Bati Bleki Buzz, Weekly Recap, June 23rd, 2019

DOW, the road to hell is paved with good intentions

One of my friends forwarded a FB message from a tourist that went the following:

We arrived today and I wish I had known how horrible the current road construction is. I don’t know what genius thought it would be a good idea to simultaneously close/bloc most of the 2 major roads and multiple intersections in the most trafficked area of Aruba, leaving even experienced drivers driving aimlessly … on mostly dirt, unmarked and out of the way…. I can only shake my head at the idiocies of some people, no detours, no signs, only a handful of visible crews working, in one or two locations…

Well said. Exactly our sentiments. It is crazy to inconvenience A COUNTRY, and subject us all to such confusion and disruption.

I called the man we all love to hate, Marlon Croes, the man who created the chaos.

Marlon explained that the mythical Watty Vos Boulevard includes EIGHTEEN roundabouts and that one at the time – it takes 3 months – it would take SIX years to complete the project, so that poor country Aruba wouldn’t be able to finance it, let alone afford it.

So the geniuses at the helm agreed to push it, and get it done in TWO and a HALF YEARS, but work got delayed, with the change of government, and due to less-than-perfect organizational skills.

Consequently, by August 16th, the projected date of conclusion, the contractor MUST deliver a reasonable product OTHERWISE steep fines and penalties go into effect.

Croes reports finances are at the heart of the 200 million project.

The mega rotunda at the airport, for example. DOW was presented with five different options, including a tunnel, 49 million, a fly over bridge, 21 million, some fancy traffic light arrangement and one more engineering wonder, anyway, they picked the most reasonable solution serving the traffic capacity, aesthetic needs and safety requirements, with a 7 million price tag.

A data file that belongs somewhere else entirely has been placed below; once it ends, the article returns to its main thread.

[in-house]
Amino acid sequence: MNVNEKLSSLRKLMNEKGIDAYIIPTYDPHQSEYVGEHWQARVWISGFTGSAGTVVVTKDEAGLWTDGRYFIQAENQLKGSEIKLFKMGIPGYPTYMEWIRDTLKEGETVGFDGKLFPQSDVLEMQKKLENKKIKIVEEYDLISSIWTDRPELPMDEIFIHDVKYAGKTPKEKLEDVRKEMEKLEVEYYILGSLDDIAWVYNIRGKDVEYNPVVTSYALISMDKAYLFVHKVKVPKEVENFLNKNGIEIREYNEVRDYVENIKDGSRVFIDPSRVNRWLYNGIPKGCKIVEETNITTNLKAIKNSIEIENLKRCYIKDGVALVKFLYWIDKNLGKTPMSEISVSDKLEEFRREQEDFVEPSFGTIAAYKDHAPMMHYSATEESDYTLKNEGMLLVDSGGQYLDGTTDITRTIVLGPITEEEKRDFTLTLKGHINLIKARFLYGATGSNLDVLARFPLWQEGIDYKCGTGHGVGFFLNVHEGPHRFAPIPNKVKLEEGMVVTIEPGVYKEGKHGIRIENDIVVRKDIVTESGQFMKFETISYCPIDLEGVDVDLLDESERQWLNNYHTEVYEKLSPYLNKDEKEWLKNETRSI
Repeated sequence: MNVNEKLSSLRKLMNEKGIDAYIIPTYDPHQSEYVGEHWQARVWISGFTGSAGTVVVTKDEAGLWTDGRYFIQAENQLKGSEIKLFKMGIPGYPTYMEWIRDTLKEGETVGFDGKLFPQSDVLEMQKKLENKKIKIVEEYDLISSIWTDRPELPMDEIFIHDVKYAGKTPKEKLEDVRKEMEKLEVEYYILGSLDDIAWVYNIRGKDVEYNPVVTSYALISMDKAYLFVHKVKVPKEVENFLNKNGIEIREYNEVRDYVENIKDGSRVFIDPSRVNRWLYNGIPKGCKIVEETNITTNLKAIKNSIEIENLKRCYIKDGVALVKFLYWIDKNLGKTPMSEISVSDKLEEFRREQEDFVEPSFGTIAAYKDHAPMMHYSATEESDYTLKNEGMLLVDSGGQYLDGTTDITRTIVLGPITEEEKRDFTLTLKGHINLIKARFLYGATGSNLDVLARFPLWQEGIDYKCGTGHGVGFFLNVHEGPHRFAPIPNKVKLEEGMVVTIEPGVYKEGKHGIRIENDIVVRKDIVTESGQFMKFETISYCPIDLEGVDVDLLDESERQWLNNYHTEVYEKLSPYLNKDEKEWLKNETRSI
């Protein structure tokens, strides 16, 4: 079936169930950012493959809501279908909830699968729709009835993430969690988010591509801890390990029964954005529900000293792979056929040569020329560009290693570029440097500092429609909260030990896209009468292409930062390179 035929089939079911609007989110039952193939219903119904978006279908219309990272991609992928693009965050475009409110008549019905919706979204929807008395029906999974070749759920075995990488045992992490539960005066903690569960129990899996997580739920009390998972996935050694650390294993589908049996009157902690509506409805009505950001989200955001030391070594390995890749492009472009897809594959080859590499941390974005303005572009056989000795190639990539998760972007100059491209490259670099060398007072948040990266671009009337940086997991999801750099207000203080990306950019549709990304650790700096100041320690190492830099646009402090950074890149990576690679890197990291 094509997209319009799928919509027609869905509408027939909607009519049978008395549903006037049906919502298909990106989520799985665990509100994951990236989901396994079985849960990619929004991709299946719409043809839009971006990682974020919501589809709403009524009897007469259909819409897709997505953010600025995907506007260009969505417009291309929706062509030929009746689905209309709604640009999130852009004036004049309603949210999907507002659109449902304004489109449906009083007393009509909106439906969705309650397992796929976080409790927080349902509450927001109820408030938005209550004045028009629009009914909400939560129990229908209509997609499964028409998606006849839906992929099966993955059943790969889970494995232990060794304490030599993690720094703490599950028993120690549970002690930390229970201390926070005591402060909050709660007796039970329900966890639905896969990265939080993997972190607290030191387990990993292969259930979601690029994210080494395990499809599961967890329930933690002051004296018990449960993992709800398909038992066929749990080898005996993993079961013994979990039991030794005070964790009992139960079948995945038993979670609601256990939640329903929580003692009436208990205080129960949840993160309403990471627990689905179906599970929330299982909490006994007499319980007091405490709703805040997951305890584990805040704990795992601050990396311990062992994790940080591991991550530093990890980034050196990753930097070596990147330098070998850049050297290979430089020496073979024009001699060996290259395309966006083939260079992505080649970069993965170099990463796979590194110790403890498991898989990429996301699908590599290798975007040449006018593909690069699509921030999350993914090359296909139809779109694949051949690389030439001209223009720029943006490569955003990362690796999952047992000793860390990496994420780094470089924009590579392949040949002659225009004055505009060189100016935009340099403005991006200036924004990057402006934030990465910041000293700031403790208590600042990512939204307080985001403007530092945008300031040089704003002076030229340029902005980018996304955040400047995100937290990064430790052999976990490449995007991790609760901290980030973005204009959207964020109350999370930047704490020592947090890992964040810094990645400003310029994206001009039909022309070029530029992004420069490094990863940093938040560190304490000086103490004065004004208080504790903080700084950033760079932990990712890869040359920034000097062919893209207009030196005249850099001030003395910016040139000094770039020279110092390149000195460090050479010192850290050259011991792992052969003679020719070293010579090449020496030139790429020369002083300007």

A tunnel would have been nice, but…

So listen up peeps: The Superfood roundabout will be open Thursday, then the Bowling roundabout a few days later, and the Hospital roundabout following. There is light at the end of the tunnel.

The intersections will be open, then the final layer will be applied with the beautification stage.

We will look back in dread at the time the traffic was chaotic, as we shave one minute off the commute!

Croes doesn’t see any similar additional infrastructure project within the next 20 years.

But if DOW does, please spend some time thinking strategically, spend some money on signs, and on a PR campaign that would explain WHY you thought it would be a good idea to simultaneously close/bloc most of the 2 major roads and multiple intersections in the most trafficked area of Aruba.

You are the man most tourists and local love to hate, I told Croes, as we got off the phone. I have elephant skin he said, impenetrable after so many years at DOW, sticks and stones don’t hurt me.

Dear peeps: Did you see the Hato Ski Jump? Apparently that was the cheapest most efficient way to connect Ponton to Eagle.  Really?

Raiz what’s next

About 200 concerned citizens gathered at Cas di Cultura to listen to 6 speakers during the Sustainable Tourism Symposium last weekend, many of them seniors concerned about development, fewer young people.

According to party leader Ursell Arends, the party’s next move is to gear up towards election, upcoming September 24th, 2021.

So what is the party’s strategy to recruit more young people, I asked.

Arends explained that the goal is to prepare 21 leaders within the next two years, in collaboration with the local Yamanota Toastmasters Club, they will be ready to join the party’s political list in 2021, and Aruba will have a choice of fresh leadership.

Another immediate goal is an education symposium. As it stands today our island’s education system doesn’t produce the desired future citizens we need. Today’s education system is based on results and not on personal development.

Our schools, Arends says, churn out demotivated graduates, who do not intend to work for the island’s main economic pillar, thus innovation in education is pivotal.